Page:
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Discussion Starter · #1 ·
Its looks like they are going to add another gillnet day for the night of Wednesday August 13th until 7:00 the morning of Thursday August 14th. At least that is what WDFW & ODFW is recommending. Heads up to those planning a trip.

http://www.wa.gov/wdfw/fish/crc/crc12aug03fact.pdf

I wonder how much of it had to do with the gillnetters demanding more fish, particularly the springers next year.

Commercials adamant about more chinook

Thursday, August 7, 2003
By ALLEN THOMAS, Columbian staff writer

Four Columbia River commercial fishing group representatives sent a clear message to Washington and Oregon fisheries officials last week.

They want a bigger share of the river's chinook salmon -- particularly spring chinook and maybe some summer chinook too. They plan to start that campaign Aug. 19 at a meeting in Vancouver.

And state officials appeared sympathetic to the message.

The gillnetters still are chafing mightily from what happened in February and March of 2003.

With runs of 145,400 spring chinook forecast to the upper Columbia and 109,800 to Oregon's Willamette River, the commercial fleet had a catch expectation of about 13,000 spring chinook.

Under a best-case scenario, they might have gotten as many 17,000 Willamette chinook and 800 to 1,500 upper Columbia fish.

Instead, they caught just short of 3,200 salmon before a variety of factors combined to force the commercials off the river, most notably an unexpected early arrival of the protected upper Columbia spring chinook.

It's all very complicated, but there are separate yet interwoven sport-commercial allocation plans for both upper Columbia and Willamette spring chinook. Then there also are provisions of the federal Endangered Species Act, which keep the sport, commercial and tribal fisheries from catching too many wild spring chinook.

To summarize, the split of harvestable Willamette spring chinook was to be 70 percent sport and 30 percent commercial. The split of upper Columbia spring chinook was to be 65 percent sport and 35 percent commercial.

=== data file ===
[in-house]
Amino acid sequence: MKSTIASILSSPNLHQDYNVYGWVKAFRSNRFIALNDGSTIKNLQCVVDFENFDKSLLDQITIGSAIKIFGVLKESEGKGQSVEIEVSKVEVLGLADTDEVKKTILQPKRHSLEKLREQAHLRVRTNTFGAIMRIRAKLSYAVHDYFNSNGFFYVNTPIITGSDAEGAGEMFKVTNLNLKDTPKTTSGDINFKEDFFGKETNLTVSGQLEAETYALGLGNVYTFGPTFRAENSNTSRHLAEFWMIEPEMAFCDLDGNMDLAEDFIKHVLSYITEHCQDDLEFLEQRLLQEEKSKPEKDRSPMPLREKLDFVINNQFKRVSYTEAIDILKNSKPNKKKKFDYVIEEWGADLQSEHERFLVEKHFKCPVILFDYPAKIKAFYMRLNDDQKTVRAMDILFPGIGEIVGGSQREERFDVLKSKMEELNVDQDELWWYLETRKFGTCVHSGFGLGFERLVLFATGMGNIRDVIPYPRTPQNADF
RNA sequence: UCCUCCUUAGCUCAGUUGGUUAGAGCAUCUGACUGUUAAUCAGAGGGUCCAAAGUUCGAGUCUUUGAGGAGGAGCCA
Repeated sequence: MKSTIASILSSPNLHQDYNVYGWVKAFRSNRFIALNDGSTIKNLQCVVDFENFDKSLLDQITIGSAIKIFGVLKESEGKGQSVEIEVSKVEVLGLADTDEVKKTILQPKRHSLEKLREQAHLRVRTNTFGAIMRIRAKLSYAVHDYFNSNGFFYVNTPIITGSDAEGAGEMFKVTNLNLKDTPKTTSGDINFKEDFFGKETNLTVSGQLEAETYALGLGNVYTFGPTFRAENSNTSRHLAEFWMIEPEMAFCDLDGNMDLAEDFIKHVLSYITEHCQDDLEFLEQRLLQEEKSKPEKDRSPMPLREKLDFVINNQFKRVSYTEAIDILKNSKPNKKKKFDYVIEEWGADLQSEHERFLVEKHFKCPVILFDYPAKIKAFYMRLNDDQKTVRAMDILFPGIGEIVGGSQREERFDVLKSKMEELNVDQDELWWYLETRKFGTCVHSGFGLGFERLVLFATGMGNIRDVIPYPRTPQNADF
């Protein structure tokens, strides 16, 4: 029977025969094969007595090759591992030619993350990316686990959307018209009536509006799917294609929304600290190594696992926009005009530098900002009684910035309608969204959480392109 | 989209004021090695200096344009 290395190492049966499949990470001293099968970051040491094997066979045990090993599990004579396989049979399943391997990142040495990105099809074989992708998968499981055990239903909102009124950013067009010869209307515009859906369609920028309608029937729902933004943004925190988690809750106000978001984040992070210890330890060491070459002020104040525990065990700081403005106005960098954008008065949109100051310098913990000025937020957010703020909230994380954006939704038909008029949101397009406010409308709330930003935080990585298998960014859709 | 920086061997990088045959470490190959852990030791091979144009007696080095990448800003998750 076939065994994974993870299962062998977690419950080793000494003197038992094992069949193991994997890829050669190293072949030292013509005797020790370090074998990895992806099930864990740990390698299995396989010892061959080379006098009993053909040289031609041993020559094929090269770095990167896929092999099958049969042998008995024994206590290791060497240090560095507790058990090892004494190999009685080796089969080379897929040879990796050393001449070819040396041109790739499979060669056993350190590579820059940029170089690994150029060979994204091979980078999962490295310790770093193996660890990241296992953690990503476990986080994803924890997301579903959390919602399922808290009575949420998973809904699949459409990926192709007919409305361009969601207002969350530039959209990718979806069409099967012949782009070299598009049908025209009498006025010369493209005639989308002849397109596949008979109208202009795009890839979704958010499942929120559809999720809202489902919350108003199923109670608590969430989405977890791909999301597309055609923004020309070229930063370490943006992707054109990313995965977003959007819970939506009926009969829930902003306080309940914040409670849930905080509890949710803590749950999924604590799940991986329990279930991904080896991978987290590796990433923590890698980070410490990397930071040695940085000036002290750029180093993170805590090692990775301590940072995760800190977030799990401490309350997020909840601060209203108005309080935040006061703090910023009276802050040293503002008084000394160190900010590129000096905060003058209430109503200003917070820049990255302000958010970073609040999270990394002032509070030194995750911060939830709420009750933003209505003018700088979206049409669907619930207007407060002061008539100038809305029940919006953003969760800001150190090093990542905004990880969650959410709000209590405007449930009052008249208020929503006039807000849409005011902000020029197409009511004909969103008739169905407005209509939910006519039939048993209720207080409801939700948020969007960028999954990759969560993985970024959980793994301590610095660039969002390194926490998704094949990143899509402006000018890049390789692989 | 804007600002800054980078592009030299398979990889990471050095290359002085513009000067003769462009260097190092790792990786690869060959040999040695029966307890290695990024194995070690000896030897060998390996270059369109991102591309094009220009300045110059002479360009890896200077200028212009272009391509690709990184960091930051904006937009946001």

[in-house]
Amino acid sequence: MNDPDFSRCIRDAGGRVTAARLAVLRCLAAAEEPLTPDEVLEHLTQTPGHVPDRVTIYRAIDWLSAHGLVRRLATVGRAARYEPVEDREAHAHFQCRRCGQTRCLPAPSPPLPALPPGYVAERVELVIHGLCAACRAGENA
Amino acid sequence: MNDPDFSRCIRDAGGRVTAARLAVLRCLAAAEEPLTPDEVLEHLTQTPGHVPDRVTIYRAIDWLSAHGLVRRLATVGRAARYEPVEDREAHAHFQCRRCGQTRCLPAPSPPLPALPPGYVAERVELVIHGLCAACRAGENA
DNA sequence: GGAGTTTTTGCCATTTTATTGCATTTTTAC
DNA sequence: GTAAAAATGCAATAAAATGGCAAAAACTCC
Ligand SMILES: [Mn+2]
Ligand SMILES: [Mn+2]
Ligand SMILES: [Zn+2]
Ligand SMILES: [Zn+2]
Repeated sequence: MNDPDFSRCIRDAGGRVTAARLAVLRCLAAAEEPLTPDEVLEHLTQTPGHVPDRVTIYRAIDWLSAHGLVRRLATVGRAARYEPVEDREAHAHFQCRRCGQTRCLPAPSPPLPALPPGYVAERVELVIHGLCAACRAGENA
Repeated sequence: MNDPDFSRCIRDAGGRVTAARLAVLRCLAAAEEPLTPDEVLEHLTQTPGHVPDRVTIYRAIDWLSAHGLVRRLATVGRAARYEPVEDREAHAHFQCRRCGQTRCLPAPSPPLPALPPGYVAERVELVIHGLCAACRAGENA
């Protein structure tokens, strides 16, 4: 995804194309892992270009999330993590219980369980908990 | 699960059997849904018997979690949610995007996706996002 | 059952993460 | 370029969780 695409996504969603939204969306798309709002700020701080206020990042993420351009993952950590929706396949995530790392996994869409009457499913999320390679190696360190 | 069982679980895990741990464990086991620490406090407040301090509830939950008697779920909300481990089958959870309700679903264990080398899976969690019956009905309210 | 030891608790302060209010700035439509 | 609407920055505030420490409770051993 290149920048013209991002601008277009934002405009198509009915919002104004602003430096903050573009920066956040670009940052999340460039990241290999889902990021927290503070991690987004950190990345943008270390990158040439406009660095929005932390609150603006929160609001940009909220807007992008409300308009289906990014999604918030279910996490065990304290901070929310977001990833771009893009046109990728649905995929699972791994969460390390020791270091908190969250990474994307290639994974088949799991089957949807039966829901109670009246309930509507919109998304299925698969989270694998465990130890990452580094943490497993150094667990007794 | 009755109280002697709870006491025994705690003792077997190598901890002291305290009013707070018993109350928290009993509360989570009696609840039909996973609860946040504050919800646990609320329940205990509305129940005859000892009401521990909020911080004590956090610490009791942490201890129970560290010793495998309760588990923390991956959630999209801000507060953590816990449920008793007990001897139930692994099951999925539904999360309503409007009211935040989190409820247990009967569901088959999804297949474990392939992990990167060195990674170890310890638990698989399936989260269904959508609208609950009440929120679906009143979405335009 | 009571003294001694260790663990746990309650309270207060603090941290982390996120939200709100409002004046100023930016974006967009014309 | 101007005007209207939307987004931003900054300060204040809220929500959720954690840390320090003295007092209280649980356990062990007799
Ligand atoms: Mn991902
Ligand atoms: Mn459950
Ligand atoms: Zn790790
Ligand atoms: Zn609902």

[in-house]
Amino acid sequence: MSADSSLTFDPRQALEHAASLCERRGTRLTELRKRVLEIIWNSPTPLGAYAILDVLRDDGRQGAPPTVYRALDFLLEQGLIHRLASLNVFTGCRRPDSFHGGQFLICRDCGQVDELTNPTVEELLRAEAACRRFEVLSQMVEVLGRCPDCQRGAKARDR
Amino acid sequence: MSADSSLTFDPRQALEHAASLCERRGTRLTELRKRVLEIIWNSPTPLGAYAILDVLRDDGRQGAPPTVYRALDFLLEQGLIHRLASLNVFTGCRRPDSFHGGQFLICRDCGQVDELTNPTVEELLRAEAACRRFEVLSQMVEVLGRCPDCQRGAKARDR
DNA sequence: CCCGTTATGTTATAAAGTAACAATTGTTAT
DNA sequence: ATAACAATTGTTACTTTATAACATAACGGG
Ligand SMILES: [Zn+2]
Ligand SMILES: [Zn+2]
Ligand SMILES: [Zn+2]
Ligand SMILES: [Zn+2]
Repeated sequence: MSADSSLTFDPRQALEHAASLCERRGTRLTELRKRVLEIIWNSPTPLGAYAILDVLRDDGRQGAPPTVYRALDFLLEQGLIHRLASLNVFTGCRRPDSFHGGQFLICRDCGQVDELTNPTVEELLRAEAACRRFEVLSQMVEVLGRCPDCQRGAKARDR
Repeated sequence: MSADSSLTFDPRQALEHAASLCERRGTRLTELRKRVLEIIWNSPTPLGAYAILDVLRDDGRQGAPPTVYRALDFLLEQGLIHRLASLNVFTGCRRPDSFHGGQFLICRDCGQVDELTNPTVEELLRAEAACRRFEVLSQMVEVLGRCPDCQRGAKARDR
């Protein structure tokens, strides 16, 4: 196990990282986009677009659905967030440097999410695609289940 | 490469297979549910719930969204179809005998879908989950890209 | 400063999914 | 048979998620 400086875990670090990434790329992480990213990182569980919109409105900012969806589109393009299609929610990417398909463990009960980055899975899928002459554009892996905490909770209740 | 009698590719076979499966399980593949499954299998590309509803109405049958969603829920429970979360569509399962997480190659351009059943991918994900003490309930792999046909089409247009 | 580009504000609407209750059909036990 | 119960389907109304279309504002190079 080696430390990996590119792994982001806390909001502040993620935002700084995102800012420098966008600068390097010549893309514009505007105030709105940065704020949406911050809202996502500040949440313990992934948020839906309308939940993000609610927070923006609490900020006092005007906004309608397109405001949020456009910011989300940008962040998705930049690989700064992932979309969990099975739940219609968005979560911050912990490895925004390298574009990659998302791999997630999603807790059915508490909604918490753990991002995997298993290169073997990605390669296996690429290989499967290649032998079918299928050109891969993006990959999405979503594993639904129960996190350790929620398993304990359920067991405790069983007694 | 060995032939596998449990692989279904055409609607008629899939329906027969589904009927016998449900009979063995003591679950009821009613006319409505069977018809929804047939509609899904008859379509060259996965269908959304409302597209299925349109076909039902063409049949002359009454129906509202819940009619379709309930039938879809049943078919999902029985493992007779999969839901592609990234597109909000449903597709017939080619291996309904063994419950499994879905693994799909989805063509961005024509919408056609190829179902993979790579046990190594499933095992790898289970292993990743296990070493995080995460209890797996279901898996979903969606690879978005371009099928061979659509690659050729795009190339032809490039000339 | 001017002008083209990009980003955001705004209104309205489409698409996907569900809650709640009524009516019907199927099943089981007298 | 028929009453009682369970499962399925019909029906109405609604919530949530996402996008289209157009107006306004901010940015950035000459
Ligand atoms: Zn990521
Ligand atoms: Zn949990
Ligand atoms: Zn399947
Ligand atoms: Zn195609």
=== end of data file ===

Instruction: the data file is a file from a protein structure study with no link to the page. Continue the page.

Sharing plan expired

The sport-commercial allocation agreement for upper Columbia fish expired this year, and a new plan for 2004 and 2005 will be developed between August and January.

In terms of number of fish, the commercials caught and kept 3,173 spring chinook in the lower Columbia, plus released 2,494 spring chinook and 2,184 steelhead. The fleet also caught almost 7,500 spring chinook in special fisheries at Blind Slough, Youngs Bay, Tongue Point and Deep River.

Sportsmen kept 16,892 spring chinook in the lower Columbia and released another 9,127 unmarked fish. Another 1,136 were caught and kept from the Bonneville, The Dalles and John Day pools.

What largely influences sport and commercial catches is not the total harvest, but the take of endangered, wild upper Columbia and Snake river spring chinook.

The federal government allows non-Indians to kill no more than 2 percent of the wild spring run. In 2003, the split of those wild fish in just the lower Columbia and its side channels was 51 percent for the sportsmen and 49 percent for the commercials.

But even those numbers are not totally indicative, because they don't include the sport catch in the tributaries. Thousands more spring chinook are caught in the lower Willamette in Oregon and in the Wind River and Drano Lake in Washington.